Guinea Fowl Facts
|Size (L)||40cm - 71cm (16in - 30in)|
|Wingspan||150cm - 180cm (59in - 71in)|
|Weight||0.7kg - 1.6kg (1.5lbs - 3.5lbs)|
|Top Speed||35km/h (22mph)|
|Lifespan||10 - 20 years|
|Conservation Status||Least Concern|
|Colour||Black, White, Brown, Red, Yellow, White, Grey|
|Habitat||Forest, desert and grasslands|
|Average Clutch Size||12|
|Main Prey||Insects, Worms, Berries|
|Predators||Large Mammals and Reptiles|
|Distinctive Features||Large body size and bald neck|
Guinea Fowl Location
Map of Africa
Guinea FowlThe guinea fowl is a large wild bird that is natively found inhabiting a variety of habitats across the African continent. Today, the guinea fowl has been introduced to various countries around the world as it is farmed by humans.
The guinea fowl is a ground-nesting bird and spends much of its time scratching around on the ground in search for something to eat. The guinea fowl often has long, dark coloured feathers and a bald neck and head which makes the guinea fowl a very distinctive bird.
The guinea fowl is a fairly resilient and highly adaptable bird and the guinea fowl is therefore found naturally in range of habitats. Wild guinea fowl can be found inhabiting jungles, forests, shrublands, grasslands and even areas of desert, depending on the abundance of food.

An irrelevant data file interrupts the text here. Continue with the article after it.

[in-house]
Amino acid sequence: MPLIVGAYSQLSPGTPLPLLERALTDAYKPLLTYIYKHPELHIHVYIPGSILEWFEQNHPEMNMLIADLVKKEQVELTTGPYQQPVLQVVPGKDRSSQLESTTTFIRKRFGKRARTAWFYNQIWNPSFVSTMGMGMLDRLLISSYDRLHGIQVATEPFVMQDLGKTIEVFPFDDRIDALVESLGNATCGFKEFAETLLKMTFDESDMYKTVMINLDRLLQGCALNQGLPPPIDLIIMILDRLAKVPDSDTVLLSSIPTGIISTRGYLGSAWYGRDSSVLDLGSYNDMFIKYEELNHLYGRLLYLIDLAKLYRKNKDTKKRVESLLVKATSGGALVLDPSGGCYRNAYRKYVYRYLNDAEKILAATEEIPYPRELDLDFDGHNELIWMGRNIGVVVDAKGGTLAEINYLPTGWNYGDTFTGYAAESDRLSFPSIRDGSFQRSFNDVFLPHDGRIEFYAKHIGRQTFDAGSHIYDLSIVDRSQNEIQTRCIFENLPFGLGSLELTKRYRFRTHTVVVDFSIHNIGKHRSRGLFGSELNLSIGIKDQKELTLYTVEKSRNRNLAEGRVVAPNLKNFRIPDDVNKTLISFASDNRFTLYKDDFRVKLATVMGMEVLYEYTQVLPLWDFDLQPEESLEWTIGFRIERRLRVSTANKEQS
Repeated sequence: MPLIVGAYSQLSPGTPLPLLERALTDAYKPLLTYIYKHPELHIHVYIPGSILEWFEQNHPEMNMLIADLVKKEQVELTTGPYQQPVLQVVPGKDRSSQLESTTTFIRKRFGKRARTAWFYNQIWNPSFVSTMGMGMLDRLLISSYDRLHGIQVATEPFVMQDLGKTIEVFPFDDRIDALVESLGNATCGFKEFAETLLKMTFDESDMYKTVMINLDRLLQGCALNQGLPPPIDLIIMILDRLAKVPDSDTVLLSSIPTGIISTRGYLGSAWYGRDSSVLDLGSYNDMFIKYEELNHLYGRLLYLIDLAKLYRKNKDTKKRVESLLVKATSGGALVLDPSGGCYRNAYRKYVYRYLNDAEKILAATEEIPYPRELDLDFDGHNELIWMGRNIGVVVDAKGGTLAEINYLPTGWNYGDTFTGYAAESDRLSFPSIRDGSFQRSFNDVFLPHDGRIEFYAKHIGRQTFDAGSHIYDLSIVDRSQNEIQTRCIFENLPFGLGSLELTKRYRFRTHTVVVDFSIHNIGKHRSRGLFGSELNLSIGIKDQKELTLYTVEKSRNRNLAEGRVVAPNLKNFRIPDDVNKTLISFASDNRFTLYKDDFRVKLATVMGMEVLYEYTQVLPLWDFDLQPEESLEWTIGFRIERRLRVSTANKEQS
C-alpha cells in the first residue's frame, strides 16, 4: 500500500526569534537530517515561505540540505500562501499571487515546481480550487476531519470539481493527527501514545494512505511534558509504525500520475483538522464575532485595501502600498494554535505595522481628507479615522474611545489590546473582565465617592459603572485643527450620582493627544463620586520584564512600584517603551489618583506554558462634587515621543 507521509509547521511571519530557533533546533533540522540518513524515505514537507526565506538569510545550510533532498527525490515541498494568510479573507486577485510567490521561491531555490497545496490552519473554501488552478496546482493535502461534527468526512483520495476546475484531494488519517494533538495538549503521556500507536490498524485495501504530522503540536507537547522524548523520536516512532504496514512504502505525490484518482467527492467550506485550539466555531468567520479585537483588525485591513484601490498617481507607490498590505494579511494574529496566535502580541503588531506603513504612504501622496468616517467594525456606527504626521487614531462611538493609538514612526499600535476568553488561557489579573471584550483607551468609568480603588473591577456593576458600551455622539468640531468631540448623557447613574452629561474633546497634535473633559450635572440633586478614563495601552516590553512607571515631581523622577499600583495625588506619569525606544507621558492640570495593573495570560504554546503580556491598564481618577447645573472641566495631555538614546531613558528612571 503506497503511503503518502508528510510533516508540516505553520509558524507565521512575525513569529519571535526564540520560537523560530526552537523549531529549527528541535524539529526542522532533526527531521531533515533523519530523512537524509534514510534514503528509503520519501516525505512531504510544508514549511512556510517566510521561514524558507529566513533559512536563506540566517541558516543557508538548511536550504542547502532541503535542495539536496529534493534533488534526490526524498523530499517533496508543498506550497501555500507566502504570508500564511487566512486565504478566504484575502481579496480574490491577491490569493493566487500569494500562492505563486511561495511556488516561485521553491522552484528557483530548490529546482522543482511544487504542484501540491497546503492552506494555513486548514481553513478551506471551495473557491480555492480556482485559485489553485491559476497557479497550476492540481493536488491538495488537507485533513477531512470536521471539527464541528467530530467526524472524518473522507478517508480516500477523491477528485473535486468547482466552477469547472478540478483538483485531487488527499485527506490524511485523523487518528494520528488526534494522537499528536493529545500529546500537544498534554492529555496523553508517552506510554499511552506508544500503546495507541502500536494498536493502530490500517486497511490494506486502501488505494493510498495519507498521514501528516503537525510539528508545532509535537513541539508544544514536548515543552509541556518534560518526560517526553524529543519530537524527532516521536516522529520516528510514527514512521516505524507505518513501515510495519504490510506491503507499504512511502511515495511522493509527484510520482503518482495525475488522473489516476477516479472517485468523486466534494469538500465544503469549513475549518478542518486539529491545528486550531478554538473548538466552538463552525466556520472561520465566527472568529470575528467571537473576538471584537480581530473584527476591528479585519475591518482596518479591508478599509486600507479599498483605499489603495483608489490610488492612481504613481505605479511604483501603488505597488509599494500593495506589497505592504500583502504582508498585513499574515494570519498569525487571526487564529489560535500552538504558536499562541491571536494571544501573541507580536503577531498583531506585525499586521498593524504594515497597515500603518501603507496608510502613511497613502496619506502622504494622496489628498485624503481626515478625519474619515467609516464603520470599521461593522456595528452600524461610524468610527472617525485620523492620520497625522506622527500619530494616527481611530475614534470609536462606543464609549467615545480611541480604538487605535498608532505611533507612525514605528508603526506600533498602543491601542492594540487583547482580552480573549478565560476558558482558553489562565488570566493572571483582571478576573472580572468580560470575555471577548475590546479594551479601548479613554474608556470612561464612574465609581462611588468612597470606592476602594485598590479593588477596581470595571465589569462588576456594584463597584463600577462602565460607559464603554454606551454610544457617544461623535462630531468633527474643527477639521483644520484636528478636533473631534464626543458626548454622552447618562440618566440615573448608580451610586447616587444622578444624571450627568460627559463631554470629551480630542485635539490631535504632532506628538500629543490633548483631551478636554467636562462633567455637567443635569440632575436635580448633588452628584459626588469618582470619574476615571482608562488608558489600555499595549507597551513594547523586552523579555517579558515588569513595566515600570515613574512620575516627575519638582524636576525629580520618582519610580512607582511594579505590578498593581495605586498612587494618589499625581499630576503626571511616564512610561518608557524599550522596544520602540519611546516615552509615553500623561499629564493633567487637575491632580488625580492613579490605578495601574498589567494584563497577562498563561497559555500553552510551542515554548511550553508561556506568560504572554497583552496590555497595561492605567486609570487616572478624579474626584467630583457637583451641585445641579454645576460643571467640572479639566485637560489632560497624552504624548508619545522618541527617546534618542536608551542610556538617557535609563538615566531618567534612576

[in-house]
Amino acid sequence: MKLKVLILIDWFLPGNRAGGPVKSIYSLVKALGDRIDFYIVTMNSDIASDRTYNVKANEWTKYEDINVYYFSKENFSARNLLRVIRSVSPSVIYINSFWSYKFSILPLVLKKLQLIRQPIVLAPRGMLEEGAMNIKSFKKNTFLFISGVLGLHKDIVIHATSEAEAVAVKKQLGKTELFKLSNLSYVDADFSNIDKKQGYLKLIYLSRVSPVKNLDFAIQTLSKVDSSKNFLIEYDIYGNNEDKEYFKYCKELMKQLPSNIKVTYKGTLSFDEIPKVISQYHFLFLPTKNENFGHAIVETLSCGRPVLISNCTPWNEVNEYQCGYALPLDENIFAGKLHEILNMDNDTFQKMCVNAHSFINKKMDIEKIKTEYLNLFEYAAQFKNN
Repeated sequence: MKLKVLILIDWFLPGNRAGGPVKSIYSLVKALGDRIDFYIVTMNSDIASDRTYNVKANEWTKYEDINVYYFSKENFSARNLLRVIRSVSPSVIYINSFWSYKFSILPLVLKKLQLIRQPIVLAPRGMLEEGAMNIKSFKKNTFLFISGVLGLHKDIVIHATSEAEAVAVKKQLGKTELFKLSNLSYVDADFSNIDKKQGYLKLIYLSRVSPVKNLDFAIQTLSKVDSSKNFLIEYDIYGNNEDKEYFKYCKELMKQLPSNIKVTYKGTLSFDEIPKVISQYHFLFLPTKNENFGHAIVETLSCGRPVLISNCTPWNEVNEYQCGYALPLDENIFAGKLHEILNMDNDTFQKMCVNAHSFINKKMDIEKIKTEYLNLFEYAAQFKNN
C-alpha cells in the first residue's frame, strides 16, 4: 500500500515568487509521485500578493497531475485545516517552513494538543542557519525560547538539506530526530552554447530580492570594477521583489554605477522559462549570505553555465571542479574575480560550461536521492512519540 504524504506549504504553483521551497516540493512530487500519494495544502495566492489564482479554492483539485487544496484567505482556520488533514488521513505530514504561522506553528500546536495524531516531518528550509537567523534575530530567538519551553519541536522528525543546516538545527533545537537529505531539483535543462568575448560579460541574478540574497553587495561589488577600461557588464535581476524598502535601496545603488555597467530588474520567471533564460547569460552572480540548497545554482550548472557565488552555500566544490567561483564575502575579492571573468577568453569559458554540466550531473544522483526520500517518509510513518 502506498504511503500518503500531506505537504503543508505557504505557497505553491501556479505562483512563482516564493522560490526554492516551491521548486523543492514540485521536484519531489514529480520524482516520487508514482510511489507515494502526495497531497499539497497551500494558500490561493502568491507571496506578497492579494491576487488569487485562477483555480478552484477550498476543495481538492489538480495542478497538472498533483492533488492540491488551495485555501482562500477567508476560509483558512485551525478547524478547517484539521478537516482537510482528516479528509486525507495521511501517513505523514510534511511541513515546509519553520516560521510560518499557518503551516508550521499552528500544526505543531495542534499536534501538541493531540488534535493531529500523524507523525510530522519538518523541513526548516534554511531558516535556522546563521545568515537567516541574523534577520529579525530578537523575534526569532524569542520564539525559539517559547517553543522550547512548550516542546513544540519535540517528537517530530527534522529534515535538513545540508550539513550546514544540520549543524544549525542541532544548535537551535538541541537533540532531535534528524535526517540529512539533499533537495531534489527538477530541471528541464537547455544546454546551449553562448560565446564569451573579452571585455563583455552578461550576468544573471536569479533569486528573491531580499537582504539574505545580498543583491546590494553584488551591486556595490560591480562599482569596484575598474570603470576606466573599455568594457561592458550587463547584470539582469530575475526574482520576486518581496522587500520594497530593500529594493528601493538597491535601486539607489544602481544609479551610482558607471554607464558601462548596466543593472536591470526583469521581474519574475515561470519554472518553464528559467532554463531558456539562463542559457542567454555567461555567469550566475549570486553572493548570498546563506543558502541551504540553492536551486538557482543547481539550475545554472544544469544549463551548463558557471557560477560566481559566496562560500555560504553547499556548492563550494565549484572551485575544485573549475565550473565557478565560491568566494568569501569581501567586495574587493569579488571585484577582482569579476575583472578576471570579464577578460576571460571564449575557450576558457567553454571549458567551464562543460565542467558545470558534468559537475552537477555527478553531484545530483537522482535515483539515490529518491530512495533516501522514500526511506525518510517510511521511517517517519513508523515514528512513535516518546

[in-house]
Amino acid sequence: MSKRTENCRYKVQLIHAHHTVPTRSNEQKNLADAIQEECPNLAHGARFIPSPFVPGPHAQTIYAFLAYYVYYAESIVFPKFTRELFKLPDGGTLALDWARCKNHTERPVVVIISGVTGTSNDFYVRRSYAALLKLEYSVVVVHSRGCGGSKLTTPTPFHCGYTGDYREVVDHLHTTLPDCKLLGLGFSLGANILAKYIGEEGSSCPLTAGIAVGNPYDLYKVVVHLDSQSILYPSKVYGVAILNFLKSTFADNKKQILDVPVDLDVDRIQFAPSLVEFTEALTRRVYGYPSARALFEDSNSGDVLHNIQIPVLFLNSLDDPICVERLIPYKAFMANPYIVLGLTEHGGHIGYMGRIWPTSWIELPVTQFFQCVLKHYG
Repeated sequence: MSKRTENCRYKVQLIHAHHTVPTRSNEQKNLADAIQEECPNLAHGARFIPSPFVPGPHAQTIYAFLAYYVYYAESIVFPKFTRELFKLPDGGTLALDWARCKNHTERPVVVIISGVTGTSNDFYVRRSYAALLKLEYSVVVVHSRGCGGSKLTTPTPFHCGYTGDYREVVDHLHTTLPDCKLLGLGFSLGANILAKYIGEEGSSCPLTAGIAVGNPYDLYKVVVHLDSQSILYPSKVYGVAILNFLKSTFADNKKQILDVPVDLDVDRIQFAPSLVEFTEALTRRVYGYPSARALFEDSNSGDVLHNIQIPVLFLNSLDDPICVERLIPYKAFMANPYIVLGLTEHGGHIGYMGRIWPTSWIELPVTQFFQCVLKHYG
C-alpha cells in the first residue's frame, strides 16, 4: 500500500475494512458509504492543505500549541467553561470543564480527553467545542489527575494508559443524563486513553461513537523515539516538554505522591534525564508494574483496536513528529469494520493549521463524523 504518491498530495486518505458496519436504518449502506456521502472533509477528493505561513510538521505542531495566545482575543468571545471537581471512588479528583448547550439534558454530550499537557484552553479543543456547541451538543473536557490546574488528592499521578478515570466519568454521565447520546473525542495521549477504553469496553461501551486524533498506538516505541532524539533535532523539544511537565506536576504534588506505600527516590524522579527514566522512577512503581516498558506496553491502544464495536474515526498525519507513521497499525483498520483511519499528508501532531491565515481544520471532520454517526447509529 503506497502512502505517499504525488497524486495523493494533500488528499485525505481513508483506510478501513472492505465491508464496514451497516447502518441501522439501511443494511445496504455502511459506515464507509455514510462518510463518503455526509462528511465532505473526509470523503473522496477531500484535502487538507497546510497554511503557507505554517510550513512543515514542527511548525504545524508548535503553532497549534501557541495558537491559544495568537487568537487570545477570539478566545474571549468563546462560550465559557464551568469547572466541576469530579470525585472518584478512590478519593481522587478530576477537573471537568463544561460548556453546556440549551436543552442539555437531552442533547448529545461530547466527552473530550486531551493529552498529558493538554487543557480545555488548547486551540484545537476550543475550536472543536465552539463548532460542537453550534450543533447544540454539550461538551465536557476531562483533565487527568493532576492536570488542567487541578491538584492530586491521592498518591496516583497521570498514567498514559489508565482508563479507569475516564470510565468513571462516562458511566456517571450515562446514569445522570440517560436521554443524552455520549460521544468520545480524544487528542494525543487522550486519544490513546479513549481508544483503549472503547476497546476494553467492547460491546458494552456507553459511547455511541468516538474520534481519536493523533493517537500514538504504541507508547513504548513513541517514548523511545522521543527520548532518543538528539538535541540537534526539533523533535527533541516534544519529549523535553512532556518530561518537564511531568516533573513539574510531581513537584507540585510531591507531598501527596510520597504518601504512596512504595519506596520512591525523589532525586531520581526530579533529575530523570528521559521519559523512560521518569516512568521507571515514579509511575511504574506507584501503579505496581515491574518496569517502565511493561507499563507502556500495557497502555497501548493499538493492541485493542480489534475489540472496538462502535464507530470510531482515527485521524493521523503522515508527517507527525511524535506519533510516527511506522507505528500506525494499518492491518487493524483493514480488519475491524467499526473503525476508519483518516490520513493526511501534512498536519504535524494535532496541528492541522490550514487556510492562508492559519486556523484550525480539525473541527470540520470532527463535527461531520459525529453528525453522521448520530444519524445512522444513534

In their native Africa, guinea fowl have been used as domestic animals for hundreds of years as the large size of the guinea fowl means that just one bird can provide a great deal of food. Today, guinea fowl are farmed around the world for their meat, eggs and feathers.
The guinea fowl is an omnivorous bird and therefore has a diet that consists of both plants and other animals. Guinea fowl primarily feed on worms and insects on the ground, along with seeds, berries and small mammals and reptiles.
The guinea fowl has numerous predators wherever it happens to be. Mammals including wildcats, dogs, wolves and humans and large reptiles such as snakes and crocodiles. are the most common predators of the guinea fowl.
The female guinea fowl builds a nest out of twigs and leaves on the ground, often somewhere where it is more sheltered. The female guinea fowl lays between 8 and 15 small eggs which hatch after an incubation period of around a month. The guinea fowl chicks, known as keets, remain with their mother until they are big enough to fend for themselves.